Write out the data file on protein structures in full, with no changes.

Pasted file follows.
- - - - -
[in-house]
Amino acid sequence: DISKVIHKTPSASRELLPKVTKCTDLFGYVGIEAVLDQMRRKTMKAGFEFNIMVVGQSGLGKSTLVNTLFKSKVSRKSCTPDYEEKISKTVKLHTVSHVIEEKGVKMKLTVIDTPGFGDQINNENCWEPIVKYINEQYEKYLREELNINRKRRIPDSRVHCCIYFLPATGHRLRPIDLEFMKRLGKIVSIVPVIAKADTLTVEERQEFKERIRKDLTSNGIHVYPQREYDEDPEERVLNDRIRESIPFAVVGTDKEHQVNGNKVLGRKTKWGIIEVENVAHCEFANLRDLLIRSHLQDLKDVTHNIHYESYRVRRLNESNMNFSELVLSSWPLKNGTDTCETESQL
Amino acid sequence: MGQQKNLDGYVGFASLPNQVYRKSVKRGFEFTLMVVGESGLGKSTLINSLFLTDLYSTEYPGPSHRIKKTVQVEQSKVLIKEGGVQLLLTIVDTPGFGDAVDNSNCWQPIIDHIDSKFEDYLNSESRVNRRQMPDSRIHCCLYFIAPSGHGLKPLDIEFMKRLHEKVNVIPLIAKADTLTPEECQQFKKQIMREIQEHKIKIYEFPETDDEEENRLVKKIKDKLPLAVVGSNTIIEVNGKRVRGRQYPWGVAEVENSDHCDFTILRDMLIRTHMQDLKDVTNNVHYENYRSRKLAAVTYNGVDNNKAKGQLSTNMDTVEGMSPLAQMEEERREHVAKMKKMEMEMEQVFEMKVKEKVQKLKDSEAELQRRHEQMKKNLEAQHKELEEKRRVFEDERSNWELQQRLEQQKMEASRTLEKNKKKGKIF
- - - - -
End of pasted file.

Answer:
[in-house]
Amino acid sequence: DISKVIHKTPSASRELLPKVTKCTDLFGYVGIEAVLDQMRRKTMKAGFEFNIMVVGQSGLGKSTLVNTLFKSKVSRKSCTPDYEEKISKTVKLHTVSHVIEEKGVKMKLTVIDTPGFGDQINNENCWEPIVKYINEQYEKYLREELNINRKRRIPDSRVHCCIYFLPATGHRLRPIDLEFMKRLGKIVSIVPVIAKADTLTVEERQEFKERIRKDLTSNGIHVYPQREYDEDPEERVLNDRIRESIPFAVVGTDKEHQVNGNKVLGRKTKWGIIEVENVAHCEFANLRDLLIRSHLQDLKDVTHNIHYESYRVRRLNESNMNFSELVLSSWPLKNGTDTCETESQL
Amino acid sequence: MGQQKNLDGYVGFASLPNQVYRKSVKRGFEFTLMVVGESGLGKSTLINSLFLTDLYSTEYPGPSHRIKKTVQVEQSKVLIKEGGVQLLLTIVDTPGFGDAVDNSNCWQPIIDHIDSKFEDYLNSESRVNRRQMPDSRIHCCLYFIAPSGHGLKPLDIEFMKRLHEKVNVIPLIAKADTLTPEECQQFKKQIMREIQEHKIKIYEFPETDDEEENRLVKKIKDKLPLAVVGSNTIIEVNGKRVRGRQYPWGVAEVENSDHCDFTILRDMLIRTHMQDLKDVTNNVHYENYRSRKLAAVTYNGVDNNKAKGQLSTNMDTVEGMSPLAQMEEERREHVAKMKKMEMEMEQVFEMKVKEKVQKLKDSEAELQRRHEQMKKNLEAQHKELEEKRRVFEDERSNWELQQRLEQQKMEASRTLEKNKKKGKIF